Namibia’s COVID-19 death toll continues to grow at an exponential rate, with the country recording over 100 deaths in one month.
Since the outbreak of the virus up to January 21, Namibia had recorded a total of 300 deaths. The country’s COVID-19 deaths have now surpassed the 400 mark according to the latest figures from the Health ministry, with a total of 406 deaths recorded.
Over the last three days, the Health Ministry has announced seven COVID-19 related deaths. Minister of Health and Social Services, Kalumbi Shangula, said the four new deaths were recorded in Windhoek, Onamdjokwe Mariental and Oshakati on Monday. “259 new Covid-19 cases have been identified from the 1248 results received from the laboratories in the last 24 hours, representing a 21 percent positive ratio. The gender distribution of the reported cases is 159 males and 100 females. The age range is from nine months to 82 years,” Shangula said.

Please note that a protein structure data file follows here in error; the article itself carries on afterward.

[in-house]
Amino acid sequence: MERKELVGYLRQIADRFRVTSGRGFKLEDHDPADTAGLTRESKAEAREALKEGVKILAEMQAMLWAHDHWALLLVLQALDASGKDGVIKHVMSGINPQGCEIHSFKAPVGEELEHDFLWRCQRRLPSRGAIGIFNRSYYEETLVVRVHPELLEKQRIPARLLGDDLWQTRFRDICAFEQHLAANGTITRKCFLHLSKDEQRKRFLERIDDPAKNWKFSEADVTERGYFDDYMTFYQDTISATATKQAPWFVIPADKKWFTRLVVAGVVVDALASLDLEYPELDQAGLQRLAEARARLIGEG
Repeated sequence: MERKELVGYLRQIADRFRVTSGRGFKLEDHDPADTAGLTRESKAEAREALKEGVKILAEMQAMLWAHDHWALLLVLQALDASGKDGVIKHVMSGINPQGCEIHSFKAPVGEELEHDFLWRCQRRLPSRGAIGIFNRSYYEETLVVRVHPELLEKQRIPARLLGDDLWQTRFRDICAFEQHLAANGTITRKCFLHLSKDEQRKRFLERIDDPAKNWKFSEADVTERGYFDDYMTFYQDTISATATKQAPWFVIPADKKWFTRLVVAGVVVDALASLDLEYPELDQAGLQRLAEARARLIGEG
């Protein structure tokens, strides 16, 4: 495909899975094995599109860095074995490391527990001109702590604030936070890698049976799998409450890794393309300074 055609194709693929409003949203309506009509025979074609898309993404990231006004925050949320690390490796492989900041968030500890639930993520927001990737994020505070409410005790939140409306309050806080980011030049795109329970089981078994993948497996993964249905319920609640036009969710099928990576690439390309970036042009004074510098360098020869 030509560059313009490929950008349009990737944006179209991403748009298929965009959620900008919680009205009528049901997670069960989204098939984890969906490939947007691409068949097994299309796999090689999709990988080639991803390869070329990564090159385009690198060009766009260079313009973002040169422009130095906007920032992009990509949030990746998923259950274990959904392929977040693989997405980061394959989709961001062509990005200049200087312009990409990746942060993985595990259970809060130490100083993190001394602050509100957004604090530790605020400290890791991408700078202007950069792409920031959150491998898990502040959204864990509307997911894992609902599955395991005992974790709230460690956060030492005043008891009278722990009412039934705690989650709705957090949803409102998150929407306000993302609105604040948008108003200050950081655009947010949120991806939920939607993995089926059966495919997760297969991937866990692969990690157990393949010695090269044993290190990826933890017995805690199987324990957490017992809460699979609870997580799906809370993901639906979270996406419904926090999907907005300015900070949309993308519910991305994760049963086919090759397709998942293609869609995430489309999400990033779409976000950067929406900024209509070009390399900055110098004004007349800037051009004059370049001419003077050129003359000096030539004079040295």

Among the confirmed cases are 141 learners. Among them 57 are from Onesi Senior Secondary School (SSS) in Tsandi district, 30 from Uukule SSS in Onandjokwe district, 10 from Ruacana High School in Outapi district and the rest are from different schools. Eleven teachers from different schools and three healthcare workers, each from Katima Mulilo, Otjiwarongo and Windhoek districts are among the positive cases.
“The total number of active cases currently stands at 2 055. 139 are hospitalized and 15 are in ICUs,” the Health minister said.
The increase in cases comes as the AstraZeneca vaccine, which Namibia is expecting through the COVAX facility, is now only expected in the country at the end of the month. Although the vaccine was found to be ineffective on the new strain of COVID-19 discovered in South Africa called the 501.V2.
Last week Chinese Ambassador, Zhang Yiming, announced that the country will be donating 100 000 COVID-19 vaccine doses at the request of the Namibian government, which has targeted health workers and the most vulnerable citizens, including the elderly and the sick to first receive the COVID-19 vaccine, expected in the country at the end of this month.
The Government hopes to vaccinate about 20 percent of the population (around 508 200 people) with the COVAX facility vaccine, for which it has already paid N$29 272 320, and will need to pay an additional N$138 180 088.